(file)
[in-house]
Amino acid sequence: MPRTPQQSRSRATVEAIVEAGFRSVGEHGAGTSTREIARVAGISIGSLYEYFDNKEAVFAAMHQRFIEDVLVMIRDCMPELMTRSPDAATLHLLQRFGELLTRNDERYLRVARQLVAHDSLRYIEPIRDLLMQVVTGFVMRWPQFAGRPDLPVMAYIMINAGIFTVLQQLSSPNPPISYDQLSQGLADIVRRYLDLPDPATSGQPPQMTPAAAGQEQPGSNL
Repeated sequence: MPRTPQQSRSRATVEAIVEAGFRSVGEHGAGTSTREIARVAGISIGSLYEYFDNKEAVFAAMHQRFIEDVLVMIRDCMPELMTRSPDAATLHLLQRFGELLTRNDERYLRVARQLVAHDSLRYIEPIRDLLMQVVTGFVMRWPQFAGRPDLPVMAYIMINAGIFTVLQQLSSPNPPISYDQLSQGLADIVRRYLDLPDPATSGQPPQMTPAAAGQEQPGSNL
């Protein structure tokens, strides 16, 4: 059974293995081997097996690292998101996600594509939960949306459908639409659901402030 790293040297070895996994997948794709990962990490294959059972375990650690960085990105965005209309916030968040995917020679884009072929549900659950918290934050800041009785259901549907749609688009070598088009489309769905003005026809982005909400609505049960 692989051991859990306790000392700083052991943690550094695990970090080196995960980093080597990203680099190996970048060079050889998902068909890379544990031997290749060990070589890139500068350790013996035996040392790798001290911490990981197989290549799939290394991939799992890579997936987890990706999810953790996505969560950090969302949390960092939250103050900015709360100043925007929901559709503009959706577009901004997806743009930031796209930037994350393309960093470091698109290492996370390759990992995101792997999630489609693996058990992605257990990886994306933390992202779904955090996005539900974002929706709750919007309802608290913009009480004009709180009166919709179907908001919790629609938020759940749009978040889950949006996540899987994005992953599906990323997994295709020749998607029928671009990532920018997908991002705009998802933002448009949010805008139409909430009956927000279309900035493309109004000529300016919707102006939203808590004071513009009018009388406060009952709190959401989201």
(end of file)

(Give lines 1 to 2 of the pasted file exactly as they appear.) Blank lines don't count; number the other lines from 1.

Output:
[in-house]
Amino acid sequence: MPRTPQQSRSRATVEAIVEAGFRSVGEHGAGTSTREIARVAGISIGSLYEYFDNKEAVFAAMHQRFIEDVLVMIRDCMPELMTRSPDAATLHLLQRFGELLTRNDERYLRVARQLVAHDSLRYIEPIRDLLMQVVTGFVMRWPQFAGRPDLPVMAYIMINAGIFTVLQQLSSPNPPISYDQLSQGLADIVRRYLDLPDPATSGQPPQMTPAAAGQEQPGSNL